The things that make a KLR a good "all around" bike, are what make it a unsuitable bike at those speeds. Note: "UNSUITABLE" was not a typo. Sure you can do it on a KLR and I've done it a few times myself but it sure isn't pleasant and didn't last more than a mile or two. Back in my "lesser developed" days, I had a 1972 Ford Maverick with a 302, 4 barrel, with headers that I'd run down the road at somewhere around 130MPH, slowed it down after each run with my 4 wheel drum brakes and my mostly bald bias ply tires. I telling you about the Ford just to prove that dumb luck can get you by "for a while" and I, like most of us, I wasn't vaccinated against "stupid" as a child either.

My advice, IF THOSE ARE THE SPEEDS you wish to ride "safely" at, buy a second bike or trade off the KLR for something else. My Versys 1000 eats up those speeds without any difficulty and I'm sure that sooner or later I'll have a ticket or two to prove it. Like I said, dumb luck gets you by for a while. Both of my Goldwings of the past (1500 & 1800) would do that with the cruise control on, listening to classic rock. KLR's just get blown all over the road at high speeds. You'll need a fat "bitch on the bike" just to hold the bike down. Sooooo,,,, Ditch the fat chick, get yourself a real road bike. Throw some mud on it so it looks like a KLR if that's the look you're after. You'll be better off in the long run than trying to make a KLR, a 90 MPH street bike. Remember, you can always tow the KLR on a trailer behind a Wing but you have to stop for ice cream and FN Wingers like to hug, a lot, no, really, a lot so you'll get the Covid virus for sure. Food for thought.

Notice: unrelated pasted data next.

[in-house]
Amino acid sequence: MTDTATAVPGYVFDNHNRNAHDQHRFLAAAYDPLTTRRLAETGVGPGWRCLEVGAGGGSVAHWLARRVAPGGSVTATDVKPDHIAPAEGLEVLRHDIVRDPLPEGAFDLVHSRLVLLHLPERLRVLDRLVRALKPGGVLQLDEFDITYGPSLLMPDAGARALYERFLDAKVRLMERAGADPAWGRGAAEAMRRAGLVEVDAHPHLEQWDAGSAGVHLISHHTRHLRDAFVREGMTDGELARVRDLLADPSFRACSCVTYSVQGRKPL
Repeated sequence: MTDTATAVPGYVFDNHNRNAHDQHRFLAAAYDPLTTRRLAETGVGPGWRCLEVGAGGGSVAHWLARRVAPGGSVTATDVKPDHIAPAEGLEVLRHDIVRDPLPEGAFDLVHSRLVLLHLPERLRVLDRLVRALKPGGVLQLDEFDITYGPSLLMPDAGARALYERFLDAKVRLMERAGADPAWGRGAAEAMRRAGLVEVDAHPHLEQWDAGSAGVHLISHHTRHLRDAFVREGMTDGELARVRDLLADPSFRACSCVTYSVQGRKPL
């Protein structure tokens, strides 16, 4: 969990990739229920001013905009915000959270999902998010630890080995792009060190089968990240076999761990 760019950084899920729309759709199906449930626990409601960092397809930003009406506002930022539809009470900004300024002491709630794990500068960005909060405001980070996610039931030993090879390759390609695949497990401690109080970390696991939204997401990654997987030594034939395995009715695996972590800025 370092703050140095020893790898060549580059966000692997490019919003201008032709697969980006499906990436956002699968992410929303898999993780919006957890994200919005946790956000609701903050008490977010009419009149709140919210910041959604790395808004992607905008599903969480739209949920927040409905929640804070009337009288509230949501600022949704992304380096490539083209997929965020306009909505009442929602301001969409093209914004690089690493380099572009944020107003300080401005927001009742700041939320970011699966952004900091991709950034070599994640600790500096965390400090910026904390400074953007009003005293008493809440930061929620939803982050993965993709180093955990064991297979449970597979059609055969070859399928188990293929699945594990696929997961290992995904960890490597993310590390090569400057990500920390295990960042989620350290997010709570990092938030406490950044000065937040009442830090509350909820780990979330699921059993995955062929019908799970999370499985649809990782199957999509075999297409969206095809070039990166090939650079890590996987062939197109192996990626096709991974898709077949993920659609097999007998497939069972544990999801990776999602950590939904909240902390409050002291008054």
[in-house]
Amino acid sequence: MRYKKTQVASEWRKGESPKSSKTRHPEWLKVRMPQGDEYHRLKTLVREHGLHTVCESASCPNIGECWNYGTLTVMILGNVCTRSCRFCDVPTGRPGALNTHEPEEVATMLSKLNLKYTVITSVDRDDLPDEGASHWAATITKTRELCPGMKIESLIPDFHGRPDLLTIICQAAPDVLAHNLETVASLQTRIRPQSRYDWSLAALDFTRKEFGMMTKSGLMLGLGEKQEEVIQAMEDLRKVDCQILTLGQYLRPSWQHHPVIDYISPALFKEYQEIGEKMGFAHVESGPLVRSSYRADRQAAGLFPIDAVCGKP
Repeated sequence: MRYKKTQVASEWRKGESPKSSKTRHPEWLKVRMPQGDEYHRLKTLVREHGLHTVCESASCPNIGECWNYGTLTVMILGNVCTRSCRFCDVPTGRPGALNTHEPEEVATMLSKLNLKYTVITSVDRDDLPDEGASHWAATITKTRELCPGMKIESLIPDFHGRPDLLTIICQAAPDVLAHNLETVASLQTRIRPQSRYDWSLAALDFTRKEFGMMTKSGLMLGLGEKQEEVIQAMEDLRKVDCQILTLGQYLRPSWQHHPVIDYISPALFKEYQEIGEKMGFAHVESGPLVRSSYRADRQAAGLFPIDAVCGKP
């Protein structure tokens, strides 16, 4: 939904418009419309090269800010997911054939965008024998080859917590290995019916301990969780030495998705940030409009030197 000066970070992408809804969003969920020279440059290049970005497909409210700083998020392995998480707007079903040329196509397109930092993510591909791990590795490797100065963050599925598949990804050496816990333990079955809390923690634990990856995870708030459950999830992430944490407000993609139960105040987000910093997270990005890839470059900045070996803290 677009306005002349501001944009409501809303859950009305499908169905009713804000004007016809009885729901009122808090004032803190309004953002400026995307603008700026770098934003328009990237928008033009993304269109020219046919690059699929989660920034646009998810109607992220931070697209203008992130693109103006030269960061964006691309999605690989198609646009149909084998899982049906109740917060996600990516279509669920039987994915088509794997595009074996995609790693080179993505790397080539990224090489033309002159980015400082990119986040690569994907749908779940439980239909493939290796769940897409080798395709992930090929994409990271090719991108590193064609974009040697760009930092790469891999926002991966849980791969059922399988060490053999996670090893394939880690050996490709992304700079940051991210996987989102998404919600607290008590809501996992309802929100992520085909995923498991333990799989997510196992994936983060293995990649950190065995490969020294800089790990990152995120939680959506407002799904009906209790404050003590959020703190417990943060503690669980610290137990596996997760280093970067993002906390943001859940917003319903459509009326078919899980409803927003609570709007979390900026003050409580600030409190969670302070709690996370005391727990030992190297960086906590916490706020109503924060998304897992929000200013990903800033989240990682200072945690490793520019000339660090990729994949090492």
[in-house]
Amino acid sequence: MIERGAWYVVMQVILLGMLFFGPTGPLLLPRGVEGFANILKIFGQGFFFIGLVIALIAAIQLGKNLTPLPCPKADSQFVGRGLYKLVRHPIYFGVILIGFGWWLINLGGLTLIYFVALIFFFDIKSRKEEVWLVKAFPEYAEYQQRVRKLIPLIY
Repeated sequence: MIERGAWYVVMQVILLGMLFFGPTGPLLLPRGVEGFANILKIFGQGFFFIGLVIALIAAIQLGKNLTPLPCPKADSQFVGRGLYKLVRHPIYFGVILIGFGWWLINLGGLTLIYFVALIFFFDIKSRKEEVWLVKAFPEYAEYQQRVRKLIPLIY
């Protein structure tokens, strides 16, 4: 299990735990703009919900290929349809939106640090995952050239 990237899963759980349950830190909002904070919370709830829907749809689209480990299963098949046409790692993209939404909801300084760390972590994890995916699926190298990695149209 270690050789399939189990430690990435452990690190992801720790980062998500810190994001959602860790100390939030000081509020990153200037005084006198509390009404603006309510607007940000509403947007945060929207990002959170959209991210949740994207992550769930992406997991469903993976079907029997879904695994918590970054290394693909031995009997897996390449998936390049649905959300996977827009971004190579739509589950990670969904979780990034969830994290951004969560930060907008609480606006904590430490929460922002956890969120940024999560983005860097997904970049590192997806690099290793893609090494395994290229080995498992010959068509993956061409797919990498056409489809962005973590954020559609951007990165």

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Toney, Out here in the wide-open spaces of Wyoming & the West, I have always ridden my KLR upto maximum speeds on either asphalt or gravel or dirt.

In April of 1988 I crossed Nevada both directions a 5800-6200 rpm because the KLR had the largest fuel tank, so I could spectate the USGP at Laguna Seca Raceway and was back to work 10AM Tuesday.
 

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The country, and farming states, are a hole different place than well populated areas.
If you did break down, odds are the first person by would stop. First truck would probably load ya up and get ya to where needed.
Its all personal preference, as I use mine as a ********, and I love gravel roads. My hard hitting off road days are behind me.
With the 17 front sprocket, 80-90 all day long, purring like a kitten.
NOW, if the dear are out, its not good.
I have no reason to be in a hurry, but, with that sprocket, its hard to go 55-60mph. Im running 70 on 30 off tires.